~ Answered on 2009-05-03 16:05:48


I vote for RazorSQL also. It's very powerful in many respects and practically supports most databases out there. I mostly use it for SQL Server, MySQL and PostgreSQL.

~ Answered on 2010-07-11 06:47:06


I have had good success over the last two years or so using Navicat for MySQL. The UI could use a little updating, but all of the tools and options they provide make the cost justifiable for me.

~ Answered on 2009-05-04 18:54:46


I use the Navicat clients for MySQL and PostgreSQL and am happy with them. "good" is obviously subjective... how do you judge your DB clients?

~ Answered on 2009-05-02 04:02:11


I've used (DB Solo) and I like it a lot. It's only $99 and comparable to many more expensive tools. It supports Oracle, SQL Server, Sybase, MySQL, PostgreSQL and others.

~ Answered on 2010-10-22 02:07:21


I've been using Oracle SQL Developer since the Microsoft software for SQL Server is not currently available on Mac OS X. It works wonders. I would also recommend RazorSQL or SQLGrinder.

~ Answered on 2011-07-31 19:04:52


I like SQLGrinder.

It's built using Cocoa, so it looks a lot better and feels more like an Mac OS X application than all the Java-based application mentioned here.

It uses JDBC drivers to connect to Microsoft SQL Server 2005, FrontBase, MySQL, OpenBase, Oracle, PostgreSQL, and Sybase.

Free trial or $59.

~ Answered on 2009-07-25 16:06:54


I use AquaFold at work on Windows, but it's based on Java and supports Mac OS X.

~ Answered on 2008-08-22 14:11:15


Not sure about open-source, but I've heard good things about http://www.advenio.com/sqlgrinder/ (not tried it, I prefer to write Python scripts to try things out rather than use GUIs;-).

~ Answered on 2009-05-02 04:05:23


When this question was asked, Microsoft's Remote Desktop for OS X had been unsupported for years. It wasn't a Universal Binary, and I found it to be somewhat buggy (I recall that the application will just quit after a failed connection instead of allowing you to alter the connection info and try again).

At the time I recommended the Open Source CoRD, a good RDP client for Mac.

Since then Microsoft Remote Desktop Client for Mac 2 was released.

~ Answered on 2008-11-14 19:53:03


I've used Eclipse with the Quantum-DB plugins for that purpose since I was already using Eclipse anyway.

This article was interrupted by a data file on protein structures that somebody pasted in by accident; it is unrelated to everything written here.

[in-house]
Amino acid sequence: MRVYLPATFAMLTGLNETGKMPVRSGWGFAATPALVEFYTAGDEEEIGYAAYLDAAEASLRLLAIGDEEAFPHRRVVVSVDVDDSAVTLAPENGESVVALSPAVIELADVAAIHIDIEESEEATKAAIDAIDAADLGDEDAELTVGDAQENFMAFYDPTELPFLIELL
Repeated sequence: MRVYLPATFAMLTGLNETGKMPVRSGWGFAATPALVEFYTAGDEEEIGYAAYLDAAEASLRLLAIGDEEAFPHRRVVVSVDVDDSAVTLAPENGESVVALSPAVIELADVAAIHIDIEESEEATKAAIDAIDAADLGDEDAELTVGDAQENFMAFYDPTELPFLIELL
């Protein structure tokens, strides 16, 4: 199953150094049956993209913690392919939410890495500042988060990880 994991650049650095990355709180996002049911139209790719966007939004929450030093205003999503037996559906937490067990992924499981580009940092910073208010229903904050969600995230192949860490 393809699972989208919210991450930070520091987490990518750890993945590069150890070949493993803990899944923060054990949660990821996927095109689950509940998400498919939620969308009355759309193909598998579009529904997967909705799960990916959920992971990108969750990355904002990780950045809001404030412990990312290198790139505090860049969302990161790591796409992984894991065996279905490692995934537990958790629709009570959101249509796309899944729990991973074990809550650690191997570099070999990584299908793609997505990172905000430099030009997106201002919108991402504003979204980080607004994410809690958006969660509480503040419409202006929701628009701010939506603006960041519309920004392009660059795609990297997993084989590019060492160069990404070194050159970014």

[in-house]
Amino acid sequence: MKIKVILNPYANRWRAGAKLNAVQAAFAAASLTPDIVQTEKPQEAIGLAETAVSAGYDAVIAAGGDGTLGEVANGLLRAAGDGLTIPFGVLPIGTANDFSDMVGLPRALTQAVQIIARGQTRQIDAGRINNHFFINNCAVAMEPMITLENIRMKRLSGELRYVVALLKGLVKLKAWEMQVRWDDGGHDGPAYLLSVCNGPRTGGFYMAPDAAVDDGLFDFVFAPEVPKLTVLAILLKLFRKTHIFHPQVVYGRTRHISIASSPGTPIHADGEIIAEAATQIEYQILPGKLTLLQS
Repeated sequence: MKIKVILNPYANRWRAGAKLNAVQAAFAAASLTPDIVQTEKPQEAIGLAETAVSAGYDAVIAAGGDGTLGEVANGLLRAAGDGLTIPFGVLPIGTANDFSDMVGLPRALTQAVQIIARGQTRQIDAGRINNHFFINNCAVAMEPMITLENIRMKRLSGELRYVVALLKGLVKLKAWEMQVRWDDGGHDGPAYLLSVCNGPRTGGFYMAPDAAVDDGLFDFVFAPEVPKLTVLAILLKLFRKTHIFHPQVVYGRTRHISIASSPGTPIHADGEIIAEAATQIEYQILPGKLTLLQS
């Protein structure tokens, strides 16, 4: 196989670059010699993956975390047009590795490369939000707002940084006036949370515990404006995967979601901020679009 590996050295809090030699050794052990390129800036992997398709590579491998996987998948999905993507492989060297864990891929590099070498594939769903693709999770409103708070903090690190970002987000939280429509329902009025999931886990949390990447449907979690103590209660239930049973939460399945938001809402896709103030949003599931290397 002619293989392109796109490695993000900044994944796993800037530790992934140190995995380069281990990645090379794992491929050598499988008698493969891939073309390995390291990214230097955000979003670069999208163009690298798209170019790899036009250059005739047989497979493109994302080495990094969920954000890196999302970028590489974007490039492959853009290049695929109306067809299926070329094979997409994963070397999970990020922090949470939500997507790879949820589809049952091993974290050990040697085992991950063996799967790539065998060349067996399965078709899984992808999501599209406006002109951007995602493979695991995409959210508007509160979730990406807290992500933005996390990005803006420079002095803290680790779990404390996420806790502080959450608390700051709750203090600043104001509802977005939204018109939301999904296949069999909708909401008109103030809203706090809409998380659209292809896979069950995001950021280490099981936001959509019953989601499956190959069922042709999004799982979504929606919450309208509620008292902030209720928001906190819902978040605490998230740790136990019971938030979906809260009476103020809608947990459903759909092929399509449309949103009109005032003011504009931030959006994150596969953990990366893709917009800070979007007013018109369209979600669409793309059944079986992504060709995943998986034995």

~ Answered on 2009-05-04 22:15:06


It may not be the best solution if you don't already have it, but FileMaker 11 with the Actual SQL Server ODBC driver (http://www.actualtech.com/product_sqlserver.php) worked nicely for a client of mine today. The ODBC driver is only $29, but FileMaker is $299, which is why you might only consider it if you already have it.

~ Answered on 2010-09-27 18:55:02


I use Eclipse's Database development plugins - like all Java based SQL editors, it works cross platform with any type 4 (ie pure Java) JDBC driver. It's ok for basic stuff (the main failing is it struggles to give transaction control -- auto-commit=true is always set it seems).

Microsoft have a decent JDBC type 4 driver: http://www.microsoft.com/downloads/details.aspx?FamilyId=6D483869-816A-44CB-9787-A866235EFC7C&displaylang=en this can be used with all Java clients / programs on Win/Mac/Lin/etc.

Those people struggling with Java/JDBC on a Mac are presumably trying to use native drivers instead of JDBC ones -- I haven't used (or practically heard of) the ODBC driver bridge in almost 10 years.

~ Answered on 2009-12-22 14:55:35


This doesn't specifically answer your question, because I'm not sure in any clients exist in Mac OS X, but I generally just Remote Desktop into the server and work through that. Another option is VMware Fusion (which is much better than Parallels in my opinion) + Windows XP + SQL Server Management Studio.

~ Answered on 2008-08-06 14:28:13


Ed: phpMyAdmin is for MySQL, but the asker needs something for Microsoft SQL Server.

Most solutions that I found involve using an ODBC Driver and then whatever client application you use. For example, Gorilla SQL claims to be able to do that, even though the project seems abandoned.

Most good solutions are either using Remote Desktop or VMware/Parallels.

~ Answered on 2008-08-06 15:18:09


Try CoRD and modify what you want directly from the server.

It's open source.


~ Answered on 2010-12-15 23:55:04


For MySQL, there is Querious and Sequel Pro. The former costs US$25, and the latter is free. You can find a comparison of them here, and a list of some other Mac OS X MySQL clients here.


~ Answered on 2009-05-02 05:06:27


Since there currently isn't a MS SQL client for Mac OS X, I would, as Modesty has suggested, use Remote Desktop for the Mac.

~ Answered on 2008-08-06 15:17:16